Junior doctors' strike: Health leader calls for Acas help with talks
Baku, April 11, AZERTAC
The government and doctors' unions must call in conciliation service Acas for talks ahead of the "extremely worrying" strikes this week, a health chief says.
Junior doctors in England will stage a four-day walkout from Tuesday - potentially the most disruptive in NHS history.
The NHS Confederation's Matthew Taylor told the BBC some 350,000 appointments and operations could be cancelled.
The strike is part of a bitter pay dispute and follows action last month.
The British Medical Association wants a 35% pay rise for junior doctors. It says the increase would make up for 15 years of below-inflation wage rises which has caused a recruitment and retention crisis.
Health Secretary Steve Barclay said on Saturday the demand was "unrealistic" and out of step with pay settlements in other parts of the public sector, but the BMA said Mr Barclay was yet to put a serious offer on the table.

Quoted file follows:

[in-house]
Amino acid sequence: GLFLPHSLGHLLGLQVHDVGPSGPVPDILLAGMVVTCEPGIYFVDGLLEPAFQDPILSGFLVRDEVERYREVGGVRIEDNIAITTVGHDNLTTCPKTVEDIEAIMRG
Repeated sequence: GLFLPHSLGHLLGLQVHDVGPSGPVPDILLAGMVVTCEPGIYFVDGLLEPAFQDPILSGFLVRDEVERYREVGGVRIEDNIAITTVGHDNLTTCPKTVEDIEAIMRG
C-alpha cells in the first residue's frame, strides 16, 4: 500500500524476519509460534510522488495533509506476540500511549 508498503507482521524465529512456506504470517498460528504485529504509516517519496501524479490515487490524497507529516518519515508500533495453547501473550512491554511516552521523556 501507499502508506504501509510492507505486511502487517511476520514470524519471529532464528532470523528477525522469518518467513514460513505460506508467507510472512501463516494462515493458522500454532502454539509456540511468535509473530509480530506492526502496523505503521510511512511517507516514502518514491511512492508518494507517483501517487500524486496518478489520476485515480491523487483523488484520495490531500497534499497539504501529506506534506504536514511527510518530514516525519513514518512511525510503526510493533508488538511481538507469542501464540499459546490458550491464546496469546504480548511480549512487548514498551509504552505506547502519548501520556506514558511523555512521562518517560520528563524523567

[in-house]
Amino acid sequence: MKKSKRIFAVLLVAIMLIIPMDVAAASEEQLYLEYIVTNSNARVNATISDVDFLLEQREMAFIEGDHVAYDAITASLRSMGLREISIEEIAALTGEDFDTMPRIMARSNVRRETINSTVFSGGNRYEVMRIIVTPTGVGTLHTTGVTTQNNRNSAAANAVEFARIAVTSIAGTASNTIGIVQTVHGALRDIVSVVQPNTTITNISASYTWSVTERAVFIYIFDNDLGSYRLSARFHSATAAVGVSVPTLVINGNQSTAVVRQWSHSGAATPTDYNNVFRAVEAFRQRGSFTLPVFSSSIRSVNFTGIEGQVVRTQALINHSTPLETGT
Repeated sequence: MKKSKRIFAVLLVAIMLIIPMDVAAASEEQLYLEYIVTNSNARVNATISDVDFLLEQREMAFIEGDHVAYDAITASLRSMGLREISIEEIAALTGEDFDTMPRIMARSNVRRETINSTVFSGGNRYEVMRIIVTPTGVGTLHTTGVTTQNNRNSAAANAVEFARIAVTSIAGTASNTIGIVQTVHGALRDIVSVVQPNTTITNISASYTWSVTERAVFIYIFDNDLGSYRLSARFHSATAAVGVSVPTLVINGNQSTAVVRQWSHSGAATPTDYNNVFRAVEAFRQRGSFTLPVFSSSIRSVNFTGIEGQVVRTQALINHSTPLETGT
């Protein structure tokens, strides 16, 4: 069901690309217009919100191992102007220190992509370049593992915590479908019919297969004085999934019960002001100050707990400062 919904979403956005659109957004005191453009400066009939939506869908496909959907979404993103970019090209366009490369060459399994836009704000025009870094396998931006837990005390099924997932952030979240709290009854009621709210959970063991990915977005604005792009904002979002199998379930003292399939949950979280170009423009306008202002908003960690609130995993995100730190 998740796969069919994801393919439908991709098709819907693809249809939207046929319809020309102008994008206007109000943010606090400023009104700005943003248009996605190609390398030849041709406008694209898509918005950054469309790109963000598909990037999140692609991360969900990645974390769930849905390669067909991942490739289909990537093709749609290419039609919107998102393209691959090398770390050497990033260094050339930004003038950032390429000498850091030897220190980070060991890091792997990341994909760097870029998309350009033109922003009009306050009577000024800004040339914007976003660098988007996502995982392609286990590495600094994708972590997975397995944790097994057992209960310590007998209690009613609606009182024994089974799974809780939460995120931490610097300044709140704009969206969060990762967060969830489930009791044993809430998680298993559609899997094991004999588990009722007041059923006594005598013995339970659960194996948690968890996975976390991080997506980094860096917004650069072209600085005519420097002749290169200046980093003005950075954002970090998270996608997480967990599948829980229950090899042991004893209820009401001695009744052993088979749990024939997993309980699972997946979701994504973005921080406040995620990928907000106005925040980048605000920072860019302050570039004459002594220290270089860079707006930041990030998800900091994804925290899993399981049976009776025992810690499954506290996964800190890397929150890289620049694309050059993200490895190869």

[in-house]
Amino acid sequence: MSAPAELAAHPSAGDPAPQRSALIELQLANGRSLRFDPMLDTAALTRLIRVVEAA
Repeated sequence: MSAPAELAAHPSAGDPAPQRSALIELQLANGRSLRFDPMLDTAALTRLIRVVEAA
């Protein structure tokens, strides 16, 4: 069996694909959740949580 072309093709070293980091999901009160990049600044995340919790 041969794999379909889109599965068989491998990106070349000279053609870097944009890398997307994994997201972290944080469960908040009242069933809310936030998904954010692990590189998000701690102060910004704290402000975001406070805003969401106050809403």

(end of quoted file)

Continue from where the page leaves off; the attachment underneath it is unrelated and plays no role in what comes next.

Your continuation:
The strike involving thousands of doctors is due to take place from 07:00 BST on Tuesday until 07:00 on Saturday, with walkouts across both planned and emergency care.
Speaking to the BBC, Mr Taylor, whose body represents health service trusts, said the government and unions needed to call in mediators to help advance the talks.
"It's depressing that there seems to be no movement at all from the two sides of this dispute over the last few days," Mr Taylor said.
"We should consider asking the government and the trade unions to call in Acas, the conciliation service, to provide some basis for negotiations, because if anything the positions seem to have hardened over the last couple of days."
He said an intervention from the public body was needed to avoid further strikes.
Mr Taylor also described the impact of thousands of junior doctors striking as "enormous".
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